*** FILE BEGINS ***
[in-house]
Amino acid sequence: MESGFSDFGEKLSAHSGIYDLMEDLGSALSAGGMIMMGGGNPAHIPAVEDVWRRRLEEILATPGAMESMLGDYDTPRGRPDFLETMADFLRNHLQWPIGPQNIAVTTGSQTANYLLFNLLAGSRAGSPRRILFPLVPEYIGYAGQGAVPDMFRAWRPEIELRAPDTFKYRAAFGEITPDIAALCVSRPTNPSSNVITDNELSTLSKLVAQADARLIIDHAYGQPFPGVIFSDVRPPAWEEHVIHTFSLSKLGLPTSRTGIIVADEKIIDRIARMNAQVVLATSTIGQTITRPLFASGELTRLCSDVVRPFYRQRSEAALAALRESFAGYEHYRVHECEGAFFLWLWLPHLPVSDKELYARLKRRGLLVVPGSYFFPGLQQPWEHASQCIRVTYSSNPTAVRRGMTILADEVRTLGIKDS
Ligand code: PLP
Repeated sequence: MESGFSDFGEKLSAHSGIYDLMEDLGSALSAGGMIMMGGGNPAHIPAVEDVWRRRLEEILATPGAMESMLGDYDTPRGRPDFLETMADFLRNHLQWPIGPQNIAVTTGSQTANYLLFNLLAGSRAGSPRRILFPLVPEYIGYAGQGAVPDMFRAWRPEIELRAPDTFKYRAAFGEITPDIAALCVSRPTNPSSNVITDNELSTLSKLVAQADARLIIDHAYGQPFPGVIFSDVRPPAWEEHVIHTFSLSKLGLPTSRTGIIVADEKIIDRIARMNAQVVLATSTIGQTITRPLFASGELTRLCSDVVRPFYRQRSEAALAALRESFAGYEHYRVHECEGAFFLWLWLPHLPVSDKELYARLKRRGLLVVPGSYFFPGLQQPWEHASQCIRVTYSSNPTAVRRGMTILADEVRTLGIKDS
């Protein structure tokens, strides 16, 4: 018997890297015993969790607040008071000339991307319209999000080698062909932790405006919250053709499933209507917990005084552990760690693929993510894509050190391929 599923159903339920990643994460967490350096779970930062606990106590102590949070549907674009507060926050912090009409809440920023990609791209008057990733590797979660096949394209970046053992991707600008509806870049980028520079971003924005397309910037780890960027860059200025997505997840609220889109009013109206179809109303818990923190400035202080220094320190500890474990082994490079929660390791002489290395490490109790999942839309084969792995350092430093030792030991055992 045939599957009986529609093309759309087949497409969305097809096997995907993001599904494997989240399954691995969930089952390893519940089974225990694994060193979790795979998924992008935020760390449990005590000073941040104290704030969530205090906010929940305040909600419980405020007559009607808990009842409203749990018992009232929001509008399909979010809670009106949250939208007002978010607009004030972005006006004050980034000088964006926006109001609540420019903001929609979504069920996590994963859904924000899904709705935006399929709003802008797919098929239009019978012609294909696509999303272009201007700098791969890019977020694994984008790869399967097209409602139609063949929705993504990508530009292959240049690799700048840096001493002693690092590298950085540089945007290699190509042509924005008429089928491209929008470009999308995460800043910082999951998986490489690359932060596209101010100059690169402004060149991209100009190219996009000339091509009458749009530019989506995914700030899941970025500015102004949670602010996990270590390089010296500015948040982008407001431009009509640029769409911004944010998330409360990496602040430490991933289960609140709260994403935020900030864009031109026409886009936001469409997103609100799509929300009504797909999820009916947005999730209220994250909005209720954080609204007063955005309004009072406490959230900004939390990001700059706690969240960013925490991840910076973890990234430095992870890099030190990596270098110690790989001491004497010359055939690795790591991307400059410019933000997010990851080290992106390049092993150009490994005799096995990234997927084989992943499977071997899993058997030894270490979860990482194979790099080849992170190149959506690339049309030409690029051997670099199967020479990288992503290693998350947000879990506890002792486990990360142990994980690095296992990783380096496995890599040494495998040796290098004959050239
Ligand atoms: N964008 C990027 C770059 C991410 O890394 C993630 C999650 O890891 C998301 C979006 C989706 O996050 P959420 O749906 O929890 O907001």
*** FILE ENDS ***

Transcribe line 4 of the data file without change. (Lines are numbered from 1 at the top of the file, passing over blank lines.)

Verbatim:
Repeated sequence: MESGFSDFGEKLSAHSGIYDLMEDLGSALSAGGMIMMGGGNPAHIPAVEDVWRRRLEEILATPGAMESMLGDYDTPRGRPDFLETMADFLRNHLQWPIGPQNIAVTTGSQTANYLLFNLLAGSRAGSPRRILFPLVPEYIGYAGQGAVPDMFRAWRPEIELRAPDTFKYRAAFGEITPDIAALCVSRPTNPSSNVITDNELSTLSKLVAQADARLIIDHAYGQPFPGVIFSDVRPPAWEEHVIHTFSLSKLGLPTSRTGIIVADEKIIDRIARMNAQVVLATSTIGQTITRPLFASGELTRLCSDVVRPFYRQRSEAALAALRESFAGYEHYRVHECEGAFFLWLWLPHLPVSDKELYARLKRRGLLVVPGSYFFPGLQQPWEHASQCIRVTYSSNPTAVRRGMTILADEVRTLGIKDS